Copyright Infringement and Blocking Injunctions Against ISPs | Allen & Overy LLP

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On October 22, 2021, the High Court of the United Kingdom issued a judgment which clarifies the existing law on the conditions for granting blocking orders against Internet service providers (ISPs) in case of violation of the law copyright by website operators.

Request for restraint order

In that case, Columbia Pictures Industries Inc & Ors v. British Telecommunications Plc & Ors [2021] EWHC 2799 (Ch), six members of leading studio groups (including Disney, Netflix and Warner Bros.) have jointly filed for a website blocking order to be granted against six major UK ISPs.

The request was made on the grounds that the operators of five particular websites are infringing copyright by making available in streaming film and television content belonging to the studios (by providing hyperlinks to content hosted on third-party sites, the Internet user then distributing the content via on-board players or pop-up windows), and that they do so via the services that ISPs knowingly provide them. The five websites were all operated outside the jurisdiction and therefore beyond the reach of UK courts. The ISPs did not seek to oppose the request and the blocking order was granted under Section 97A of the Copyright, Designs and Patents Act 1988, which offers copyright owners an effective remedy through ISPs to prevent online infringements in the event that website operators do not respond to takedown. requests.

copyright infringement

Website operators have infringed copyright by making copyright protected works available to the public and by allowing acts of copying by users of UK based websites. The judgment focused on the simple and user-friendly way in which websites provide access to copyrighted works; provide users with hyperlinks to third-party sites, and index and categorize the links in a way that allows content to be searched and additional information about the works (such as synopsis and runtime) to be obtained.

The relevant principles enunciated in the recent “TuneIn” Court of Appeal case (Tunein Inc v Warner Music UK Ltd and Anor [2021] EWCA Civ 441) were applied in this judgment.

Communication to the public

It has been found that copyrighted works have been released to the public by website operators for the following reasons:

  • the public could access the works from a place and time of their choice;
  • the site operators were well aware that they give access to works and that is the purpose of the sites;
  • it was easy for users to locate and enjoy the works – content was delivered in a straightforward manner (although for a website, clicking on the link would open a pop-up window, making it easier for users to recognize what the content was accessible via a third-party site);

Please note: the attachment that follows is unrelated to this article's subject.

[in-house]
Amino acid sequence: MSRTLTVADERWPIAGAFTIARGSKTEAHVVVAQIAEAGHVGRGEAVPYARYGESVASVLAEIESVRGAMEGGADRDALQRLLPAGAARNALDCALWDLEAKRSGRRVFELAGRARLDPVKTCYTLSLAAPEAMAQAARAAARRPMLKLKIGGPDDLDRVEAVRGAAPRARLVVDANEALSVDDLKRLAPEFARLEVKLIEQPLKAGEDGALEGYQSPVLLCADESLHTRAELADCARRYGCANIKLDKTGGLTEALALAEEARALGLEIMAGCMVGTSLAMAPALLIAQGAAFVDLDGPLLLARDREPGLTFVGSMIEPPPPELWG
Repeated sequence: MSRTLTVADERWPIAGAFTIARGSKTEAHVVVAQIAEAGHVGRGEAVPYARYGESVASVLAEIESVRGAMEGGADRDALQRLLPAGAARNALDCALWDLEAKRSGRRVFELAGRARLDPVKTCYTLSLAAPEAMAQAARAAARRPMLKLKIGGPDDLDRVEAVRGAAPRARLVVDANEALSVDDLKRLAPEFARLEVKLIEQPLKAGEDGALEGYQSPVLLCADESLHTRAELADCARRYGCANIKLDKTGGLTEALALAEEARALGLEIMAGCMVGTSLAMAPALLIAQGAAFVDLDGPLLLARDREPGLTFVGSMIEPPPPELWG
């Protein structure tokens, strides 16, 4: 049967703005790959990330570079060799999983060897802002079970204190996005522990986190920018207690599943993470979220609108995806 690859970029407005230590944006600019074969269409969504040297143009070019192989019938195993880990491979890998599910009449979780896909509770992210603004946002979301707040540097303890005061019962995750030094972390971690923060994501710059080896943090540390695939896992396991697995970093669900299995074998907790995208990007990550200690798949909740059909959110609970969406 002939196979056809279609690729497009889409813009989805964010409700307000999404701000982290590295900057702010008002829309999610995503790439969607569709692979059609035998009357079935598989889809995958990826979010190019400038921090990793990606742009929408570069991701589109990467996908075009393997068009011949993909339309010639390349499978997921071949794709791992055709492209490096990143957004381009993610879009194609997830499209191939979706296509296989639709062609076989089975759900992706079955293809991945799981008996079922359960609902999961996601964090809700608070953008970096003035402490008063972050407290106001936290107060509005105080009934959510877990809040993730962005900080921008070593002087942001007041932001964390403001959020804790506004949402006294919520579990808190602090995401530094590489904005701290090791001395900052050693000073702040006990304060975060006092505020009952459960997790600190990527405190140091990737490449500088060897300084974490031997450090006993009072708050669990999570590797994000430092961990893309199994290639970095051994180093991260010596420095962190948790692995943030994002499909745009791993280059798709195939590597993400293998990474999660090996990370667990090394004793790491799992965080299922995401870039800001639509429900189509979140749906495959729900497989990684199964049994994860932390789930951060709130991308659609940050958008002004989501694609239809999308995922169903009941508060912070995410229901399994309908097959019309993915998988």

• there has been an “active intervention” by the operators of the website to make the content available to users in an easily accessible manner, which makes it irrelevant that the content is actually hosted on third-party sites; and
  • it was not necessary to show that the works were actually viewed by users.

The requirement of “public” was satisfied on the basis that the websites were accessible to the public and were in fact visited by a very large number of people. When the works were initially communicated to the public via an online subscription service, the judge went further and found that websites were communicating these works to a “new audience”. That is, an audience that was not intended by the owner of the works when the original communication was authorized. The websites were found to objectively target the audience in the UK through: the default language being English; providing access to content in English; have a high number of user visits to UK; and advertising targeting the UK market.

In addition, it was considered that operators of websites profiting from such activities, which involve the use of hyperlinks, are required to verify that the works are not illegally published. In this case, the operators of the site should know that they did not have the consent of the owners.

Authorize acts of copying

Website operators were found to further infringe copyright by allowing acts of copying by users.

Part of the streaming process involves the user’s device making copies of the content in its memory, which is therefore tantamount to an act of copying by the users. The judge inferred “extensive copying” by referring to the large amount of content available on websites, the fact that the purpose of websites is to make content available, and the high volume of traffic to the sites.

By providing a user-friendly environment for locating and accessing content, and therefore the means for a user to counterfeit, websites have been found to “positively encourage and facilitate” counterfeiting and therefore allow it.


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